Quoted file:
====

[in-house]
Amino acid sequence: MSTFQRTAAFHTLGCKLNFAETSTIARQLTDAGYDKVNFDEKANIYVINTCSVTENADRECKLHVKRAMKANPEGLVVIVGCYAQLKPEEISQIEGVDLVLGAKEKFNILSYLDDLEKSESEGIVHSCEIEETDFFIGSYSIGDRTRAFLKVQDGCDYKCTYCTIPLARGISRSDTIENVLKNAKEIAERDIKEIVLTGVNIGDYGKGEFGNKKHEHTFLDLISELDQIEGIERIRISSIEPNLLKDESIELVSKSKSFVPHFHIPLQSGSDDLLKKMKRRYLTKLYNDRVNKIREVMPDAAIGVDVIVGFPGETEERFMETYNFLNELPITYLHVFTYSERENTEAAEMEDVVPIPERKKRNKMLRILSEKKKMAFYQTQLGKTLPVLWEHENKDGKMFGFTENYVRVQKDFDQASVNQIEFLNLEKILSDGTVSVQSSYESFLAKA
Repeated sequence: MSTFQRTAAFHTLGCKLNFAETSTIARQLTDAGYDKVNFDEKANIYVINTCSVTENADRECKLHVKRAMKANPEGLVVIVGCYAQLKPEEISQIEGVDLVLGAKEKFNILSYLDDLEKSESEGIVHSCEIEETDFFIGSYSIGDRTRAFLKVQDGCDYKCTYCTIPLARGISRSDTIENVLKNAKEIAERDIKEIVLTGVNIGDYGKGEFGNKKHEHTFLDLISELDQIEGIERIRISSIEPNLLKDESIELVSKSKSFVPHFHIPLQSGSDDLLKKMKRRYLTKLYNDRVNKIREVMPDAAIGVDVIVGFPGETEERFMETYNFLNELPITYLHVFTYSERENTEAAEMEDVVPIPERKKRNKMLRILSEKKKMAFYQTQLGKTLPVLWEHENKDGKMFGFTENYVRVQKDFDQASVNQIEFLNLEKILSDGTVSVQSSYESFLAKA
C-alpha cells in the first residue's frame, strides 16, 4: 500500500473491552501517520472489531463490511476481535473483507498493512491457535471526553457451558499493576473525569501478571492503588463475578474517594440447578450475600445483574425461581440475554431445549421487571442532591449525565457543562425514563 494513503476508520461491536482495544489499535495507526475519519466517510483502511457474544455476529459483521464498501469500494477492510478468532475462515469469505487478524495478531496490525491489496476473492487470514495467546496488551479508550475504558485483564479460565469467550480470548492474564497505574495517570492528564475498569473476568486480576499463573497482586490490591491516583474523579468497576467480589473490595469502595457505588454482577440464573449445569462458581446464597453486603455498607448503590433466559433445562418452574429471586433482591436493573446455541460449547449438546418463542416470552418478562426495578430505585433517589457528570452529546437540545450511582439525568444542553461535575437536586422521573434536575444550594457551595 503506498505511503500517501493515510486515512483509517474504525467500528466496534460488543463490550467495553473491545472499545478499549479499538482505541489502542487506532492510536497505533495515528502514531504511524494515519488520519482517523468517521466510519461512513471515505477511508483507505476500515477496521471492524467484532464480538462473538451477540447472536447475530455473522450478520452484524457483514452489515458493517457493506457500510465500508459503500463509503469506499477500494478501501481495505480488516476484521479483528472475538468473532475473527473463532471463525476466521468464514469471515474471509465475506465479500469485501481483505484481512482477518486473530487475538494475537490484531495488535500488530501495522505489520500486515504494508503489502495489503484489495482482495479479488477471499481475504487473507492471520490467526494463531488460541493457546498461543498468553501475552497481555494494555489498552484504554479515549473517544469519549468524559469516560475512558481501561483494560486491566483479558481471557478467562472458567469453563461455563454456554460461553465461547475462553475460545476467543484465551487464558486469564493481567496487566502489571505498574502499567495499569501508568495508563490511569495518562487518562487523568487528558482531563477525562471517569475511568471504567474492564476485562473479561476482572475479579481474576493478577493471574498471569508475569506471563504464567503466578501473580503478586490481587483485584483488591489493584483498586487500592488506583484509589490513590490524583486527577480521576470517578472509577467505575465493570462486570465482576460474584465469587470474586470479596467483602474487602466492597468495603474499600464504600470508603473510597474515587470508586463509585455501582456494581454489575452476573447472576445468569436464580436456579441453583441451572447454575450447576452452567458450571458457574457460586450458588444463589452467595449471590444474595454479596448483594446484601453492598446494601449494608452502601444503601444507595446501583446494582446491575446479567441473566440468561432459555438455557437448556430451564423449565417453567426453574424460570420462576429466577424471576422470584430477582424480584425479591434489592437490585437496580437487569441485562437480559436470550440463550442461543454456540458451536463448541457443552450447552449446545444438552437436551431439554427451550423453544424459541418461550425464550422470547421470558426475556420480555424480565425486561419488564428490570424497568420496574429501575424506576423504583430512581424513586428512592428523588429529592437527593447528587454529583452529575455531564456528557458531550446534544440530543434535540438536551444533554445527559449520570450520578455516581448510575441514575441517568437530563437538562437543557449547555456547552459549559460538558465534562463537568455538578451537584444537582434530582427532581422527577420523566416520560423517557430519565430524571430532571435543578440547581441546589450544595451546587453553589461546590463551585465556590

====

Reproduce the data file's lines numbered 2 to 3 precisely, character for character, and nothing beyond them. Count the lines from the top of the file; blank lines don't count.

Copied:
Amino acid sequence: MSTFQRTAAFHTLGCKLNFAETSTIARQLTDAGYDKVNFDEKANIYVINTCSVTENADRECKLHVKRAMKANPEGLVVIVGCYAQLKPEEISQIEGVDLVLGAKEKFNILSYLDDLEKSESEGIVHSCEIEETDFFIGSYSIGDRTRAFLKVQDGCDYKCTYCTIPLARGISRSDTIENVLKNAKEIAERDIKEIVLTGVNIGDYGKGEFGNKKHEHTFLDLISELDQIEGIERIRISSIEPNLLKDESIELVSKSKSFVPHFHIPLQSGSDDLLKKMKRRYLTKLYNDRVNKIREVMPDAAIGVDVIVGFPGETEERFMETYNFLNELPITYLHVFTYSERENTEAAEMEDVVPIPERKKRNKMLRILSEKKKMAFYQTQLGKTLPVLWEHENKDGKMFGFTENYVRVQKDFDQASVNQIEFLNLEKILSDGTVSVQSSYESFLAKA
Repeated sequence: MSTFQRTAAFHTLGCKLNFAETSTIARQLTDAGYDKVNFDEKANIYVINTCSVTENADRECKLHVKRAMKANPEGLVVIVGCYAQLKPEEISQIEGVDLVLGAKEKFNILSYLDDLEKSESEGIVHSCEIEETDFFIGSYSIGDRTRAFLKVQDGCDYKCTYCTIPLARGISRSDTIENVLKNAKEIAERDIKEIVLTGVNIGDYGKGEFGNKKHEHTFLDLISELDQIEGIERIRISSIEPNLLKDESIELVSKSKSFVPHFHIPLQSGSDDLLKKMKRRYLTKLYNDRVNKIREVMPDAAIGVDVIVGFPGETEERFMETYNFLNELPITYLHVFTYSERENTEAAEMEDVVPIPERKKRNKMLRILSEKKKMAFYQTQLGKTLPVLWEHENKDGKMFGFTENYVRVQKDFDQASVNQIEFLNLEKILSDGTVSVQSSYESFLAKA